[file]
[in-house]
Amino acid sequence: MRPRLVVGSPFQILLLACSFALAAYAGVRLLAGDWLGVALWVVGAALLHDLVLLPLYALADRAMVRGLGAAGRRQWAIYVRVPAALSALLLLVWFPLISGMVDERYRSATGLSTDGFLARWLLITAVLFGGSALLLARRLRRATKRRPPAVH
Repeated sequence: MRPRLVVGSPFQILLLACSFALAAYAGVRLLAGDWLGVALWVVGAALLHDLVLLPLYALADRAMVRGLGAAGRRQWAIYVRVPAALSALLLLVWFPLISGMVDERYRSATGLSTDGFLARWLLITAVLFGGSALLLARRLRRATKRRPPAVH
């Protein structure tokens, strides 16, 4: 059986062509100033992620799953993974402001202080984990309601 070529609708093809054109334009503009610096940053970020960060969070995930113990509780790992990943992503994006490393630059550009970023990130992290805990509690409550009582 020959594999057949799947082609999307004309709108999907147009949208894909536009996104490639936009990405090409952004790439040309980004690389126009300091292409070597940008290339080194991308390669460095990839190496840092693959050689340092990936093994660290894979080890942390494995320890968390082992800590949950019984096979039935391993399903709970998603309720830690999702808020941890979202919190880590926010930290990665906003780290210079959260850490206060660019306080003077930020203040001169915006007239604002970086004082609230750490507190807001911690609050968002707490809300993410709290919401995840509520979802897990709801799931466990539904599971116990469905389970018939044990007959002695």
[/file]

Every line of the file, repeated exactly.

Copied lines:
[in-house]
Amino acid sequence: MRPRLVVGSPFQILLLACSFALAAYAGVRLLAGDWLGVALWVVGAALLHDLVLLPLYALADRAMVRGLGAAGRRQWAIYVRVPAALSALLLLVWFPLISGMVDERYRSATGLSTDGFLARWLLITAVLFGGSALLLARRLRRATKRRPPAVH
Repeated sequence: MRPRLVVGSPFQILLLACSFALAAYAGVRLLAGDWLGVALWVVGAALLHDLVLLPLYALADRAMVRGLGAAGRRQWAIYVRVPAALSALLLLVWFPLISGMVDERYRSATGLSTDGFLARWLLITAVLFGGSALLLARRLRRATKRRPPAVH
């Protein structure tokens, strides 16, 4: 059986062509100033992620799953993974402001202080984990309601 070529609708093809054109334009503009610096940053970020960060969070995930113990509780790992990943992503994006490393630059550009970023990130992290805990509690409550009582 020959594999057949799947082609999307004309709108999907147009949208894909536009996104490639936009990405090409952004790439040309980004690389126009300091292409070597940008290339080194991308390669460095990839190496840092693959050689340092990936093994660290894979080890942390494995320890968390082992800590949950019984096979039935391993399903709970998603309720830690999702808020941890979202919190880590926010930290990665906003780290210079959260850490206060660019306080003077930020203040001169915006007239604002970086004082609230750490507190807001911690609050968002707490809300993410709290919401995840509520979802897990709801799931466990539904599971116990469905389970018939044990007959002695």